Jamini Roy, born in 1887 in a village in the Bankura district of West Bengal, has a name that evokes images of bright, rich colours, large symbolic eyes, bold, flowing, curved lines and a sense of the theatrical. An artist who was one of the fathers of the Indian contemporary art movement.
Roy moved to Calcutta in 1903 and joined the Government School of Art, a school in those days was highly dominated with the influence of the Tagores as well as the current Western styles. Although early works of Jamini Roy do show signs of these influences, his attraction to the Tagore styles was minimal.
This yearning and denial of the European styles was perhaps the turning point in Jamini Roy’s career as well as a key moment in Indian Modern Art. Seeking a visual vocabulary of his own, Jamini Roy moved away from traditional academic art and turned towards his roots. Initially he drew a lot of inspiration from Kalighat Pat paintings as well as terracotta work on temple walls of Bengal especially Bishnupur temple. He also showed his fascination for the paintings of peasant painters of Bengal who used to sell their work at the rural bazaars.
From this, evolved the Jamini Roy the world knows so well. The lines became bolder and simpler, the colours rich and the images lyrical. Over time, Roy moved away from canvas and started using different types of fabric, cloth, wood, mats, etc. and started using colours and pigments made from vegetables. The art of Jamini Roy was a milestone in contemporary Indian Art. Not only did it break away from the notion that art was the sole preserve of the upper classes and had to necessarily follow European styles but it also brought to fore the folk art language. Introduction of bold yet simple and minimal use of lines also brought in the new wave of reducing images to the bare essentials and yet tell the story emphatically.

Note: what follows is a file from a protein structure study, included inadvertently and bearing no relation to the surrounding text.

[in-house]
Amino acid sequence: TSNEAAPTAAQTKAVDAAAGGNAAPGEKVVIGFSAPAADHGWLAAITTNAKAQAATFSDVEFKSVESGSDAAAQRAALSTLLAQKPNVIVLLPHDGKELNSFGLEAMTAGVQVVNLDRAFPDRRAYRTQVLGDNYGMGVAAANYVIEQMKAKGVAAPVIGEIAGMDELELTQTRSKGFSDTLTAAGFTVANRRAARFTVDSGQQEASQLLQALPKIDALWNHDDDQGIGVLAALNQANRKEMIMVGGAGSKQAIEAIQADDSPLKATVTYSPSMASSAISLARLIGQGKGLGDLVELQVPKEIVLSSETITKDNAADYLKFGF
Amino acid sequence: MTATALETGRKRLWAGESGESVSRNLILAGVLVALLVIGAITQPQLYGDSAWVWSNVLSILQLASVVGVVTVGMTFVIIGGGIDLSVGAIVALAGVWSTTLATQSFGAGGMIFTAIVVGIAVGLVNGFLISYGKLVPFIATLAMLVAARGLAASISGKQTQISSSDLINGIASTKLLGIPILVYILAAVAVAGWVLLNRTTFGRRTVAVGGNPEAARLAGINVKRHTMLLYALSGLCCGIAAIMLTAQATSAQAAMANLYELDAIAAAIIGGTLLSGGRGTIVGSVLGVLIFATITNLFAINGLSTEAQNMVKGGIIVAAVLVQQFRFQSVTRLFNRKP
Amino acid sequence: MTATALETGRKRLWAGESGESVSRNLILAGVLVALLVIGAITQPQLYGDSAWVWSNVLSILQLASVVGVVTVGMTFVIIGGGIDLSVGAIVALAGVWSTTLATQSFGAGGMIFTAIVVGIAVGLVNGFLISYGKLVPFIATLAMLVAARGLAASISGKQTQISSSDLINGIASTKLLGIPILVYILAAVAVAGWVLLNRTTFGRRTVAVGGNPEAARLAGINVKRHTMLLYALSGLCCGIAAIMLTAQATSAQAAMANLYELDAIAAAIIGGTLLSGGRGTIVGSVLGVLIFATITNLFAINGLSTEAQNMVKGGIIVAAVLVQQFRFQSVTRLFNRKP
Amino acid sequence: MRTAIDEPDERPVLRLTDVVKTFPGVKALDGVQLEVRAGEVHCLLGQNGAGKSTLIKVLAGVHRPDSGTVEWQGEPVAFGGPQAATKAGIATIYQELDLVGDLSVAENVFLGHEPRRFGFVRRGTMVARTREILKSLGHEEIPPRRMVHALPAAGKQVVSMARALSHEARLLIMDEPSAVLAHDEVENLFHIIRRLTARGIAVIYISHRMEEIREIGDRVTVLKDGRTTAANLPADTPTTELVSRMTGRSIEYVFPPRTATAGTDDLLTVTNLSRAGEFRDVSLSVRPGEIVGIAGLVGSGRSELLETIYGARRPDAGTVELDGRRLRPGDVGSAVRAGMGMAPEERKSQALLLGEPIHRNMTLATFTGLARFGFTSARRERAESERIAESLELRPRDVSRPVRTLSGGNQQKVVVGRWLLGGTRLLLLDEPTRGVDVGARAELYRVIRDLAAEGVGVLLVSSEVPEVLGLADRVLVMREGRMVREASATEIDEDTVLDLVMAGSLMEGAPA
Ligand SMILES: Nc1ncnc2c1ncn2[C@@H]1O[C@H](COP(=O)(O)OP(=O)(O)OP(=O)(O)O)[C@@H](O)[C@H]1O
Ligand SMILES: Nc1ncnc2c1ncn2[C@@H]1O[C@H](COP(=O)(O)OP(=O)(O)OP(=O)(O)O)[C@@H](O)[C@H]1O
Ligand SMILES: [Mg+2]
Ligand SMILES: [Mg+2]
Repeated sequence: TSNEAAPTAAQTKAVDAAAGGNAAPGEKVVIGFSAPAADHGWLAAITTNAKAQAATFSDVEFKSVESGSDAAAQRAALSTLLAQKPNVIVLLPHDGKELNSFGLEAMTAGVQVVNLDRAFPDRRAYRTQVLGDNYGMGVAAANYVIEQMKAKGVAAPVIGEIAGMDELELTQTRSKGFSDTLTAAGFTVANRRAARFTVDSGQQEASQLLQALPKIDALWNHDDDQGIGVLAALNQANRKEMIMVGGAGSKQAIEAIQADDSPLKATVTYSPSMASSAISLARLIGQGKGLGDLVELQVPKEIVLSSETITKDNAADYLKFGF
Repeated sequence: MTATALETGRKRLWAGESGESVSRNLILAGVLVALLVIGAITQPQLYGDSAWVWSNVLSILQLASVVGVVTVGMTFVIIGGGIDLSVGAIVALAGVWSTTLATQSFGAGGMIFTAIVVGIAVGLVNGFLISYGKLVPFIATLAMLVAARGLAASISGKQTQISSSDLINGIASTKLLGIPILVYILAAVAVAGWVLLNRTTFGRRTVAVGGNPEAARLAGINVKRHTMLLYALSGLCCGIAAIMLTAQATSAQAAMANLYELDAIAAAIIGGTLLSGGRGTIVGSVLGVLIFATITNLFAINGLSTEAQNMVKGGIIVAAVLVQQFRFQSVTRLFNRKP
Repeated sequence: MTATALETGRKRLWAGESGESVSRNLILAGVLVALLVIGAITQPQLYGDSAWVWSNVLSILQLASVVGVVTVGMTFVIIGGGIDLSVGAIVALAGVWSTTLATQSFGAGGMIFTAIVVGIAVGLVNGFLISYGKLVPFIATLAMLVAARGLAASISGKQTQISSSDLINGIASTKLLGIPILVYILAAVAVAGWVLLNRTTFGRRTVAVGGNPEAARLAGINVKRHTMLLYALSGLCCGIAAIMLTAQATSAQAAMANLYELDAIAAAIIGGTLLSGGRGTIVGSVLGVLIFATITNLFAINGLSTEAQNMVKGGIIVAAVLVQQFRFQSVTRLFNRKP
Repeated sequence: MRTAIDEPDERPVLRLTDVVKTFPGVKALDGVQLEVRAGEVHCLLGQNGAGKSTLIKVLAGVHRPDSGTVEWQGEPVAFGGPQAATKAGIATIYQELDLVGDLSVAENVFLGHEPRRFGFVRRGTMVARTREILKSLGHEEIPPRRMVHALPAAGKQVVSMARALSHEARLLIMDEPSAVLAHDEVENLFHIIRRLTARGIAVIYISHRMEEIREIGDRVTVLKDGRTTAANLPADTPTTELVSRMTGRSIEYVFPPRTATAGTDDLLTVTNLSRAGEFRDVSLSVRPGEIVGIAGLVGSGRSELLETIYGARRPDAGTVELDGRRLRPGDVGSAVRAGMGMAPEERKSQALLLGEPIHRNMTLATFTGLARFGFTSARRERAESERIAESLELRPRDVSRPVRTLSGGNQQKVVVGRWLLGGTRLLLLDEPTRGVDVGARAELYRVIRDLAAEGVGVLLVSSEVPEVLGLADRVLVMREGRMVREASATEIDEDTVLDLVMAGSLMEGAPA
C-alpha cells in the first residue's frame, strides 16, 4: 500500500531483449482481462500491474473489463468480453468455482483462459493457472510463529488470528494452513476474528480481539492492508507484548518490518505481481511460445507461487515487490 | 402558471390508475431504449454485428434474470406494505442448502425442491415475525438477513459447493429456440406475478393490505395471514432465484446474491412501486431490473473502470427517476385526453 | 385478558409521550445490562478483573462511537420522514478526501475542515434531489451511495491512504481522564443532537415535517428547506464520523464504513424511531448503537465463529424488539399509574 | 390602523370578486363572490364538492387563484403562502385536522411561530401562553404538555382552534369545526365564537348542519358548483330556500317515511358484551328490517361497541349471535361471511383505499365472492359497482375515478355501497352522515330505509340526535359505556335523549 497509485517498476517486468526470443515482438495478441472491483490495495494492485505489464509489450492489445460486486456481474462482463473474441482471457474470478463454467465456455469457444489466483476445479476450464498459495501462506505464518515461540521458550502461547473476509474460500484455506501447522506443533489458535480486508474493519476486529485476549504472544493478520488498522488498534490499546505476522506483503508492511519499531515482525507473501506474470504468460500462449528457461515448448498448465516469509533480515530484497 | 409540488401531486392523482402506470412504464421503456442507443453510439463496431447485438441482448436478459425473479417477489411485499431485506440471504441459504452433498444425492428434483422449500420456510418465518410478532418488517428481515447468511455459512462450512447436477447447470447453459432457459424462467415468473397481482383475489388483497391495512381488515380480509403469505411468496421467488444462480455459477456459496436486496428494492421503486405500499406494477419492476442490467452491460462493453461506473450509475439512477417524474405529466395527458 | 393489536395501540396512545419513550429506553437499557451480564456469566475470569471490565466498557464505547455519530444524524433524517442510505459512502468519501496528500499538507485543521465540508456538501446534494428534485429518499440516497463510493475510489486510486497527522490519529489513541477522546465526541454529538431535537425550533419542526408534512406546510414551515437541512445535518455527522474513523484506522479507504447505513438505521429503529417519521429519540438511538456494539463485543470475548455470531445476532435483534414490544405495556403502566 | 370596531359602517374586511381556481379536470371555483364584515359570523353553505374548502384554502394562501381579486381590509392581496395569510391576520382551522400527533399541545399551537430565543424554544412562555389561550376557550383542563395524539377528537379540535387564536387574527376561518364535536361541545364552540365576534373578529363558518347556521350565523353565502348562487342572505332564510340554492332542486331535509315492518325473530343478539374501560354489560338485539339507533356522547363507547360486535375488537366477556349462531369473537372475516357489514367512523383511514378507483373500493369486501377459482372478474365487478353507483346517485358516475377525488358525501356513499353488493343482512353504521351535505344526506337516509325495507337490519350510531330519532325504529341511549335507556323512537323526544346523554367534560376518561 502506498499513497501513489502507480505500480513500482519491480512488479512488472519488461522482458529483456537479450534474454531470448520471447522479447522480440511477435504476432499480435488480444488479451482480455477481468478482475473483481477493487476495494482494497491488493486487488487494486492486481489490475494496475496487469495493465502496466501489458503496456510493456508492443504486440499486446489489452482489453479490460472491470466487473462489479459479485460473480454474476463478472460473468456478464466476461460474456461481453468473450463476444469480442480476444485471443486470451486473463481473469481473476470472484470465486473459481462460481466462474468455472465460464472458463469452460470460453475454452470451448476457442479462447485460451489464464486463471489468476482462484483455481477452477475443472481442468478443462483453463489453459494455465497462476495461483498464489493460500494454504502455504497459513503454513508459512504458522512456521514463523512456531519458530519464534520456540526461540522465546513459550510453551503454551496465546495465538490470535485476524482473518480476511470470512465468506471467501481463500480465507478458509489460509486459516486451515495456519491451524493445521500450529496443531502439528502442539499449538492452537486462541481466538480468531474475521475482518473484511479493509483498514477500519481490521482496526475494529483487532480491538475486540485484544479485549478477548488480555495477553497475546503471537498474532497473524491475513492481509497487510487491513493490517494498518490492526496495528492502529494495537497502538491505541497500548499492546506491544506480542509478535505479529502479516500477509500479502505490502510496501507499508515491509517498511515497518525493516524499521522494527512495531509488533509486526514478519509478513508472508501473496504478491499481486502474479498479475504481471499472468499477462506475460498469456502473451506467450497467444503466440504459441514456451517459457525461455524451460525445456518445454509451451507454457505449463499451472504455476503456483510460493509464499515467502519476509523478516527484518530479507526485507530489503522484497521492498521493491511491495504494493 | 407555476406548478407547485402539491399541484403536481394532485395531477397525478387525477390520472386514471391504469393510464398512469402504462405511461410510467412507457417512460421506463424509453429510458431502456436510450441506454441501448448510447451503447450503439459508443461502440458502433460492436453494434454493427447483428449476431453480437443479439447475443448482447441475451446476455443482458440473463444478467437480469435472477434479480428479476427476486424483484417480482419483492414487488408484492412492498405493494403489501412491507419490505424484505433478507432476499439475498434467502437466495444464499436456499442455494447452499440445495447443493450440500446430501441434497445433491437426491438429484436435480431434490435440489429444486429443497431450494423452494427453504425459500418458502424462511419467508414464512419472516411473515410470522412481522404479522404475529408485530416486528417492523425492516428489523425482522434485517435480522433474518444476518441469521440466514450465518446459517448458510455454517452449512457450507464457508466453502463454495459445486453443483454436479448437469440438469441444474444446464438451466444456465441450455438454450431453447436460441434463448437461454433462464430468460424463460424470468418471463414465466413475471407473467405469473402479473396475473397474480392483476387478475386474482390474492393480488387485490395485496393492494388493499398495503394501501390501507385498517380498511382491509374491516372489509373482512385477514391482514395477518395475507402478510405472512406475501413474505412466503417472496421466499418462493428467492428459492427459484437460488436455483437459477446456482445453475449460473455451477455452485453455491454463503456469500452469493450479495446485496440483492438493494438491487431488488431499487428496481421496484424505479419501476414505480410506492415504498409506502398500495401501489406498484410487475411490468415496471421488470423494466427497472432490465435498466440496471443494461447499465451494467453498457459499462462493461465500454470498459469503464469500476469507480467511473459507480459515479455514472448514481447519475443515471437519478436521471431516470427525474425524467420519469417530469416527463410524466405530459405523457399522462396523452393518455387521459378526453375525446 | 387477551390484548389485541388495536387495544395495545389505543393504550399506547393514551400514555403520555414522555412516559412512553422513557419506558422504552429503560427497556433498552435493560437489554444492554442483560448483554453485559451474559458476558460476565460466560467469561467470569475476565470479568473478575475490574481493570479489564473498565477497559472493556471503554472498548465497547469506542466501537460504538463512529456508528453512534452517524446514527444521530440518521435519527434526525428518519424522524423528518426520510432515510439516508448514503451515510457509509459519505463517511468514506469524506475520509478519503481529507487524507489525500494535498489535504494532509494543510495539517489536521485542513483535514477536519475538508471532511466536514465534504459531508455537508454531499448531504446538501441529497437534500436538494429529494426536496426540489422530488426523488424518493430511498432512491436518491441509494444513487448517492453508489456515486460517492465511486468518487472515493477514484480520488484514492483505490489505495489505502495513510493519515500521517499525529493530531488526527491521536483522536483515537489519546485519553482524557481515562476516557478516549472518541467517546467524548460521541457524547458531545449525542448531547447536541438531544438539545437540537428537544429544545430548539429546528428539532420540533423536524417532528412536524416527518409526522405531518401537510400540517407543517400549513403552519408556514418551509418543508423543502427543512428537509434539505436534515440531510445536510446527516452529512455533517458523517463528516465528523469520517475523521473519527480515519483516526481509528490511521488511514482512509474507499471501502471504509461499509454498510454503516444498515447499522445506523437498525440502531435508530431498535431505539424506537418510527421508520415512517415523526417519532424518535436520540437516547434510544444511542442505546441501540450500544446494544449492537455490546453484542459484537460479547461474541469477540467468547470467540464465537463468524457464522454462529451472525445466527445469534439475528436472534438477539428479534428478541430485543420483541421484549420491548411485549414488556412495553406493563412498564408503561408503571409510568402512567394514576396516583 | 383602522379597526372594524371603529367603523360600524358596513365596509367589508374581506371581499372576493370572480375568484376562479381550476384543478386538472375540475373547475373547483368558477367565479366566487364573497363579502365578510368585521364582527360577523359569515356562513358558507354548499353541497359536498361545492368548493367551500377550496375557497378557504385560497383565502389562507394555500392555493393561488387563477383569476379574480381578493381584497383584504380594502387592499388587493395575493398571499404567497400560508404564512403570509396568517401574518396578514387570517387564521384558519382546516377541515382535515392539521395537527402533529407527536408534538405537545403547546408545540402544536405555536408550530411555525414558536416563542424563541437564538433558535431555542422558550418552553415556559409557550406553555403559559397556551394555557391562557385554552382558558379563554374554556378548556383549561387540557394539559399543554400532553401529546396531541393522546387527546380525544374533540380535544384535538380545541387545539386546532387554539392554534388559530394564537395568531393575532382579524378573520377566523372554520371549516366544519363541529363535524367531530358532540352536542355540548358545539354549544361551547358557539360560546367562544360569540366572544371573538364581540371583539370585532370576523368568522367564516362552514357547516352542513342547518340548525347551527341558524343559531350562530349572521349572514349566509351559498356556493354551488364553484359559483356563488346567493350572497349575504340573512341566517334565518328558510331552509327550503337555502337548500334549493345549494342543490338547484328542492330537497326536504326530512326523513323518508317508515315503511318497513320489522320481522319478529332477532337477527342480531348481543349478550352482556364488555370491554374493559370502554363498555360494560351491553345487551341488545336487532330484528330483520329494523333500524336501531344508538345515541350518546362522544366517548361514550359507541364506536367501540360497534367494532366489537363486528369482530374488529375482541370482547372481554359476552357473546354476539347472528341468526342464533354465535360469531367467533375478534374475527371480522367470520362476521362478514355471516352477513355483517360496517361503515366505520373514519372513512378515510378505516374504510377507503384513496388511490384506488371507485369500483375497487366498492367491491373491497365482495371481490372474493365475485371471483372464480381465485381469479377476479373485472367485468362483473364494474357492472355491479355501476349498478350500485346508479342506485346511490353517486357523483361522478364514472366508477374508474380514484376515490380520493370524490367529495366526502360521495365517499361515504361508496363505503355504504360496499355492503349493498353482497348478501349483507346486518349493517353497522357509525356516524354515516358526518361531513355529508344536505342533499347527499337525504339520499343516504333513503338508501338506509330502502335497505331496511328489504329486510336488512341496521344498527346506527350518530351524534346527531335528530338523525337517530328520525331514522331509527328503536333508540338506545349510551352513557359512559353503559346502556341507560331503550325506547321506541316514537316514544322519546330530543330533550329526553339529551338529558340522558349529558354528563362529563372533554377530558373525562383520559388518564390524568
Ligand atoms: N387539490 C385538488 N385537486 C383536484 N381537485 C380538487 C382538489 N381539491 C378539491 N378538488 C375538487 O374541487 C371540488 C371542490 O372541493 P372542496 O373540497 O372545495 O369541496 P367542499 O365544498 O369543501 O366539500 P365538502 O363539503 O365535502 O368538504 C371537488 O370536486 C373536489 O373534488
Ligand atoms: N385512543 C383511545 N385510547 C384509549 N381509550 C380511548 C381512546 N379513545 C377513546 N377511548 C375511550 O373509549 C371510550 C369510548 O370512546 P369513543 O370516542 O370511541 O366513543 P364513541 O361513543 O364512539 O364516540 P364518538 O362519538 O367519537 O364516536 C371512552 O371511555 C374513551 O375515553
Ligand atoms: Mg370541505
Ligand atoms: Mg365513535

Jamini Roy – categorized differently by different people – from folk artist to contemporary to rebel artist – was unique in himself and was one of the prime movers of the contemporary art movement in India, passed away in 1972 in Calcutta.